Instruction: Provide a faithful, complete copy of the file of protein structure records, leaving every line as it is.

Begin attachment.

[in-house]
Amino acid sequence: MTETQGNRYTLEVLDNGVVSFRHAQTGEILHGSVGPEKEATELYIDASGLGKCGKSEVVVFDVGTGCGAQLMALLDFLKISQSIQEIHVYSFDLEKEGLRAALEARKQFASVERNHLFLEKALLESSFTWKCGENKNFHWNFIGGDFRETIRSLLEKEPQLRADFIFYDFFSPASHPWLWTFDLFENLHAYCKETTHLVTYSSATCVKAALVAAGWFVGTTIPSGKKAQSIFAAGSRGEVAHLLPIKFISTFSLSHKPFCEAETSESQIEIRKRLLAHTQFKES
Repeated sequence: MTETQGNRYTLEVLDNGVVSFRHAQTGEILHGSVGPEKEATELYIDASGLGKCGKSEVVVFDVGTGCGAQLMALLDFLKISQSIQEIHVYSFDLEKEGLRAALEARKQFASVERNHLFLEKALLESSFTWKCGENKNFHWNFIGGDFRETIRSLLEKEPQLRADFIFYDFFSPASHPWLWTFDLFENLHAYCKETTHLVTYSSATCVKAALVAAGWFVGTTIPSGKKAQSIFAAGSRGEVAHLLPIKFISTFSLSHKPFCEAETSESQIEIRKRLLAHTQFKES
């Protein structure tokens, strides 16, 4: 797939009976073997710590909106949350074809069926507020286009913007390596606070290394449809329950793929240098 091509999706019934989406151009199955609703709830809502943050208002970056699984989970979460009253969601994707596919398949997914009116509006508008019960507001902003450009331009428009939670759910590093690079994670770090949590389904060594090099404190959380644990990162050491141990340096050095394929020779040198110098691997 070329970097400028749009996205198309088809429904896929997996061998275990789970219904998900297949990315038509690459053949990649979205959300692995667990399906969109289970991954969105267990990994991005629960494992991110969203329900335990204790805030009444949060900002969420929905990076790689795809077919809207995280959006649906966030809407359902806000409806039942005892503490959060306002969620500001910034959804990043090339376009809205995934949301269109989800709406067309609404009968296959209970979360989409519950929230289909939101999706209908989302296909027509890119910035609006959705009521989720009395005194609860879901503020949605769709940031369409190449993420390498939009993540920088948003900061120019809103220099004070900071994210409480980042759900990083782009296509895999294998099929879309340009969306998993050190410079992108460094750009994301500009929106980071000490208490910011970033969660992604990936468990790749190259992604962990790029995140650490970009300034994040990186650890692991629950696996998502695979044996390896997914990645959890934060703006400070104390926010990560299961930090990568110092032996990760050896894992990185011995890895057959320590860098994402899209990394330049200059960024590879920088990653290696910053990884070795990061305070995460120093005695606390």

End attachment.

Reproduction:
[in-house]
Amino acid sequence: MTETQGNRYTLEVLDNGVVSFRHAQTGEILHGSVGPEKEATELYIDASGLGKCGKSEVVVFDVGTGCGAQLMALLDFLKISQSIQEIHVYSFDLEKEGLRAALEARKQFASVERNHLFLEKALLESSFTWKCGENKNFHWNFIGGDFRETIRSLLEKEPQLRADFIFYDFFSPASHPWLWTFDLFENLHAYCKETTHLVTYSSATCVKAALVAAGWFVGTTIPSGKKAQSIFAAGSRGEVAHLLPIKFISTFSLSHKPFCEAETSESQIEIRKRLLAHTQFKES
Repeated sequence: MTETQGNRYTLEVLDNGVVSFRHAQTGEILHGSVGPEKEATELYIDASGLGKCGKSEVVVFDVGTGCGAQLMALLDFLKISQSIQEIHVYSFDLEKEGLRAALEARKQFASVERNHLFLEKALLESSFTWKCGENKNFHWNFIGGDFRETIRSLLEKEPQLRADFIFYDFFSPASHPWLWTFDLFENLHAYCKETTHLVTYSSATCVKAALVAAGWFVGTTIPSGKKAQSIFAAGSRGEVAHLLPIKFISTFSLSHKPFCEAETSESQIEIRKRLLAHTQFKES
């Protein structure tokens, strides 16, 4: 797939009976073997710590909106949350074809069926507020286009913007390596606070290394449809329950793929240098 091509999706019934989406151009199955609703709830809502943050208002970056699984989970979460009253969601994707596919398949997914009116509006508008019960507001902003450009331009428009939670759910590093690079994670770090949590389904060594090099404190959380644990990162050491141990340096050095394929020779040198110098691997 070329970097400028749009996205198309088809429904896929997996061998275990789970219904998900297949990315038509690459053949990649979205959300692995667990399906969109289970991954969105267990990994991005629960494992991110969203329900335990204790805030009444949060900002969420929905990076790689795809077919809207995280959006649906966030809407359902806000409806039942005892503490959060306002969620500001910034959804990043090339376009809205995934949301269109989800709406067309609404009968296959209970979360989409519950929230289909939101999706209908989302296909027509890119910035609006959705009521989720009395005194609860879901503020949605769709940031369409190449993420390498939009993540920088948003900061120019809103220099004070900071994210409480980042759900990083782009296509895999294998099929879309340009969306998993050190410079992108460094750009994301500009929106980071000490208490910011970033969660992604990936468990790749190259992604962990790029995140650490970009300034994040990186650890692991629950696996998502695979044996390896997914990645959890934060703006400070104390926010990560299961930090990568110092032996990760050896894992990185011995890895057959320590860098994402899209990394330049200059960024590879920088990653290696910053990884070795990061305070995460120093005695606390």